Kenneth Meyer Setton
|Died||February 18, 1995 (aged 80)|
|Known for||expert on the history of medieval Europe|
Kenneth Meyer Setton (June 17, 1914 in New Bedford, Massachusetts – February 18, 1995 in Princeton, New Jersey) was an American historian and an expert on the history of medieval Europe, particularly the Crusades.
Setton's childhood and adolescence were not easy. He supported himself from the age of 13. Setton received his bachelor's degree in 1936 as a Phi Beta Kappa graduate of Boston University. He received his masters degree in 1938 and PhD in 1941 at Columbia University. His dissertation Christian Attitude Toward the Emperor in the Fourth Century was written under the direction of Lynn Thorndike. He also received honorary degrees from Boston University and the University of Kiel. He claimed that knowledge of languages is the basis of knowledge of historical science, and he spoke Italian, French, German and Catalan, besides his favorites, Latin and classical Greek.
Kenneth Setton spent nearly two decades finishing his classic work, the four-volume The Papacy and the Levant, 1204-1571. For the first two published volumes he received the Haskins Medal of the Medieval Academy of America in 1980.
Setton received the John Frederick Lewis Prize of the Philosophical Society three times: first in 1957 for his work The Byzantine Background to the Italian Renaissance, then in 1984 for his work The Papacy and the Levant, volume 3 and 4 and in 1990 for his work Venice, Austria and the Turks in the 17th Century.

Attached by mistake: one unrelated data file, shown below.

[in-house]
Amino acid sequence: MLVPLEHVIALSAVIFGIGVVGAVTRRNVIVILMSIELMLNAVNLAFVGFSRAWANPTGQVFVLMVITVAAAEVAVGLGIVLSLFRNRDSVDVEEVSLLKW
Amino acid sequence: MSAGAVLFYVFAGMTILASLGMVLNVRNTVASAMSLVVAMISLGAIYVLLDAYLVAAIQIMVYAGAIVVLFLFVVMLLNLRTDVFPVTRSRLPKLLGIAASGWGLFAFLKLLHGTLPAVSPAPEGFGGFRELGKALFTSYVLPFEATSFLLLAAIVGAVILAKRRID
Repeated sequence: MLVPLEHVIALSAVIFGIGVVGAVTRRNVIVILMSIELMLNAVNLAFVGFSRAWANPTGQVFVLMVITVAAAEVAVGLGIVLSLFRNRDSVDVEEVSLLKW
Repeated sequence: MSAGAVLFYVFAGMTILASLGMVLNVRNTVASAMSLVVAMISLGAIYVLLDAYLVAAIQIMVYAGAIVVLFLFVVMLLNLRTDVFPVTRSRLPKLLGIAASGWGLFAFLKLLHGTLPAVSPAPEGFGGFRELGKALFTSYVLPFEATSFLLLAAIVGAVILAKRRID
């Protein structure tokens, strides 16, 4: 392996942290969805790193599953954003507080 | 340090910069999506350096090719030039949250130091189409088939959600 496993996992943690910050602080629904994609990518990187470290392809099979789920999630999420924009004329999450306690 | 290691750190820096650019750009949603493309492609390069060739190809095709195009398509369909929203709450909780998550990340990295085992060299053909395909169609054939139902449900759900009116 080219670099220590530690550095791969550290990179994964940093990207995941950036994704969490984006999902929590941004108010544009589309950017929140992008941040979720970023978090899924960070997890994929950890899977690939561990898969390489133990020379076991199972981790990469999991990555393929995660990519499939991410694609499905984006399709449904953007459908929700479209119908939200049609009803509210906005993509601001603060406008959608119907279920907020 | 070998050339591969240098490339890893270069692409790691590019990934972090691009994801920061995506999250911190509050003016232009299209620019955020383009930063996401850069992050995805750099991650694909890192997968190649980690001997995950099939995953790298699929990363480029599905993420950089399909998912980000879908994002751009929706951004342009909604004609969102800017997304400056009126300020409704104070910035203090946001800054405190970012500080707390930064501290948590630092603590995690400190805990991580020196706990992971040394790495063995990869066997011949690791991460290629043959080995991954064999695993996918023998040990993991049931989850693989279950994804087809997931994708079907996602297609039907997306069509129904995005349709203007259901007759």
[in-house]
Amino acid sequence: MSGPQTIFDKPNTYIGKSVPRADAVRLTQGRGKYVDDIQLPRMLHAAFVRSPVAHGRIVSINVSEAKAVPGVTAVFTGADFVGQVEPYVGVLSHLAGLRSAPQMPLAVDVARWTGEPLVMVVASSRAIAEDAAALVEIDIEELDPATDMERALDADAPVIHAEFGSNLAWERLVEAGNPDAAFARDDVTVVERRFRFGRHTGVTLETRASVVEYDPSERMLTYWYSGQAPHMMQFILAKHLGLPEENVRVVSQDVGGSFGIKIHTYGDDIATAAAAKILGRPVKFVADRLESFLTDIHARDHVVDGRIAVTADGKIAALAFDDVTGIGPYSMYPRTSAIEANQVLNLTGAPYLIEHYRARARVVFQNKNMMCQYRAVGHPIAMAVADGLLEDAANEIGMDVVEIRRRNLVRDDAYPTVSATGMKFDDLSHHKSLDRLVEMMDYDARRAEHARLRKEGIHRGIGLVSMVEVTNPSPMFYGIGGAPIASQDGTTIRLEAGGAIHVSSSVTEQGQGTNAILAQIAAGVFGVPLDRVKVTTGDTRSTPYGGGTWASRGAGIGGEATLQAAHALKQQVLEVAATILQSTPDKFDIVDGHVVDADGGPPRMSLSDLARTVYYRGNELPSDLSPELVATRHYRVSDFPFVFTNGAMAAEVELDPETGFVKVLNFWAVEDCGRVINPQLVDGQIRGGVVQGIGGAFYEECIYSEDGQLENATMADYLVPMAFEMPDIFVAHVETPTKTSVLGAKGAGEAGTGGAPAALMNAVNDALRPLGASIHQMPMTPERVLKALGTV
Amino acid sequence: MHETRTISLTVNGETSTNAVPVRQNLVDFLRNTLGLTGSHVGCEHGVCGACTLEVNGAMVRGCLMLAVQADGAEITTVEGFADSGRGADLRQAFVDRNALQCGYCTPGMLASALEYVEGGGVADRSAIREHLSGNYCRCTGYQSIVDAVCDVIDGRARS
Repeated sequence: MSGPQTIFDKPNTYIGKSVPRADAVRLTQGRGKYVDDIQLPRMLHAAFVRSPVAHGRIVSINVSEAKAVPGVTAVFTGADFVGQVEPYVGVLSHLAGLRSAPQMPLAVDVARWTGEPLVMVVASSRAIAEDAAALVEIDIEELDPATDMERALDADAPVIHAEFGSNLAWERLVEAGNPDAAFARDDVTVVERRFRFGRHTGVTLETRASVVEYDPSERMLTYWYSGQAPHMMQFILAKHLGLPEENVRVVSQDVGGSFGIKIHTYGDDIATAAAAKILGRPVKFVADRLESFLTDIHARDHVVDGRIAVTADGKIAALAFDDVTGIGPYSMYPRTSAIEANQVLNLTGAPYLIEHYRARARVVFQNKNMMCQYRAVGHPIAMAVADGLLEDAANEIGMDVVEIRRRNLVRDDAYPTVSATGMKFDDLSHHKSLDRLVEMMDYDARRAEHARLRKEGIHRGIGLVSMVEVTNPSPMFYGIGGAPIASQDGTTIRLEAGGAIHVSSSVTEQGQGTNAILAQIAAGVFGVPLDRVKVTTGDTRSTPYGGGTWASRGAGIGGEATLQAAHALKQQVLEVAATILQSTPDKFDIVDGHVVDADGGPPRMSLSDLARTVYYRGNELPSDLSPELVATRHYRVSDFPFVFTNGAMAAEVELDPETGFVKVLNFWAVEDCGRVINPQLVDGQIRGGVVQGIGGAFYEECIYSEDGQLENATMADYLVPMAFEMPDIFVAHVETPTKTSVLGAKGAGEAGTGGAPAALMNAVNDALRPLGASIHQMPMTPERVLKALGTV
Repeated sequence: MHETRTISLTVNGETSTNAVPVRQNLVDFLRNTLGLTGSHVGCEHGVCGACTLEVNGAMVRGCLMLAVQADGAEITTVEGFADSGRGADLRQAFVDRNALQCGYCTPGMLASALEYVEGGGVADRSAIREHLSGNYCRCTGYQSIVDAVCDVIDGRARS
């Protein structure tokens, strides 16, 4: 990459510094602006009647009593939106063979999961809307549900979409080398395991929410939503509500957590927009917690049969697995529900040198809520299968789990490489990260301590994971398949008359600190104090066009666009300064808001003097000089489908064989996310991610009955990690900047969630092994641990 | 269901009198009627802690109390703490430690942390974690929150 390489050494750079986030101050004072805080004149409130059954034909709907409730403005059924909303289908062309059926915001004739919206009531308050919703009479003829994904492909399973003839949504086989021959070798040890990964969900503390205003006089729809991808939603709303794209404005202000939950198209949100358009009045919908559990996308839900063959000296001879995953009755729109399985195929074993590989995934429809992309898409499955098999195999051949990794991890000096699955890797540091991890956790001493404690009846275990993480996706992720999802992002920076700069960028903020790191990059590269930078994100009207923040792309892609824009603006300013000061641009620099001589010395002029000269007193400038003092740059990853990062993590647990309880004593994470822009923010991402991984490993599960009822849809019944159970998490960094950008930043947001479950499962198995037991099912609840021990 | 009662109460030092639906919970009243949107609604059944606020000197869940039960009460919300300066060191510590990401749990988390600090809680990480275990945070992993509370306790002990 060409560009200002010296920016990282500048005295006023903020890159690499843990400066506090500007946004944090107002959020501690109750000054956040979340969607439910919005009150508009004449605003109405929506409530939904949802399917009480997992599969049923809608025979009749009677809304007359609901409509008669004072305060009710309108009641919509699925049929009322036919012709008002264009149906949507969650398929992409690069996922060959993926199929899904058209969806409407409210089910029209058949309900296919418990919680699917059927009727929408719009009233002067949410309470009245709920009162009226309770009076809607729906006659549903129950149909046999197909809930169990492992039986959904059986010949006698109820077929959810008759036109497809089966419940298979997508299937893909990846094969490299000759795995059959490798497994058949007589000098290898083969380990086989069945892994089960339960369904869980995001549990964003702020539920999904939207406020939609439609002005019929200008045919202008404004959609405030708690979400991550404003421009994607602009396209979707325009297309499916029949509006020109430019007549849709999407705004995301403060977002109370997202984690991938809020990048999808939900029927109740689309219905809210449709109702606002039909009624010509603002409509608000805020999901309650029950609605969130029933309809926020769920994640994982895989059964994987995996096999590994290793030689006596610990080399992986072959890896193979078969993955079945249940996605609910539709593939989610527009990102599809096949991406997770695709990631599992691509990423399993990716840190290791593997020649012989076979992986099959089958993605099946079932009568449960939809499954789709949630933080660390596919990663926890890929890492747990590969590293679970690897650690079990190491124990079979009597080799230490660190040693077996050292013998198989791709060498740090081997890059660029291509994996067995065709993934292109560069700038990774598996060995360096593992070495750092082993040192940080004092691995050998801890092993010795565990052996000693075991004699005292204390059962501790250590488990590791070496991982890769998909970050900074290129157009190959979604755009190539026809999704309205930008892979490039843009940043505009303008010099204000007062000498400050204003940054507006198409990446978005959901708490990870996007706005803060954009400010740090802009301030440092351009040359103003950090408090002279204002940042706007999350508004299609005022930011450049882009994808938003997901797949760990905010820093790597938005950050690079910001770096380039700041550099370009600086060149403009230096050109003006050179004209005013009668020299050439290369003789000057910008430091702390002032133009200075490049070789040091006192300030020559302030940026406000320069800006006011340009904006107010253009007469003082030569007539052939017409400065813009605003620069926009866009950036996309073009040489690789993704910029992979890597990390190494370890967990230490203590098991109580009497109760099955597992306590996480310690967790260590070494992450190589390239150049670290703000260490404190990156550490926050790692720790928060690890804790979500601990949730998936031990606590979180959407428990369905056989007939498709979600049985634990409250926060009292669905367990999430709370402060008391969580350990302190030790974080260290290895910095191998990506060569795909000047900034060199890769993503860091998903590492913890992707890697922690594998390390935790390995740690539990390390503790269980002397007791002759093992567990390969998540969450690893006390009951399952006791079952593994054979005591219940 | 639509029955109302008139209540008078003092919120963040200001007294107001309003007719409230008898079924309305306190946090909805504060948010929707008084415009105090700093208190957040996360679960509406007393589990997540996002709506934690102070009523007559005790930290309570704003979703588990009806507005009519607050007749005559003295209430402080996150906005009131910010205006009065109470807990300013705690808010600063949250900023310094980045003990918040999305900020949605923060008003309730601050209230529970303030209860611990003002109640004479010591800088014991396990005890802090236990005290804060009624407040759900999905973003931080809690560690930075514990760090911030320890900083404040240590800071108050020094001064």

Setton began his teaching career at Boston University and the University of Manitoba. Then he taught at the University of Pennsylvania between 1950 and 1965, succeeding another medievalist, John L. La Monte. In the period between 1965 and 1968 he taught at the University of Wisconsin, where he was appointed director of the Institute for Research in the Humanities. After 1968 he worked at the Institute for Advanced Study in Princeton, New Jersey.
In 1936 he received a bachelorate from Boston UniversityCite journal requires
He believed that knowledge of languages formed basis of historical science, so he conversed easily in Italian, French, German and Catalan. His most enduring loves in this field, however were Latin and classical Greek.Cite journal requires
Dr. Setton spent nearly two decades finishing his four-volume "The Papacy and the Levant, 1204-1571" (American Philosophical Society, 1976-1984). A classic study of the era, it remains in print.
1980:Kenneth M. Setton, The Papacy and the Levant (1204-1571). 2 vols. Philadelphia: American Philosophical Society, 1976, 1978.
from 1950 to 1965 he taught at the University of Pennsylvania, where he succeeded another eminent medievalist, John L. La Monte.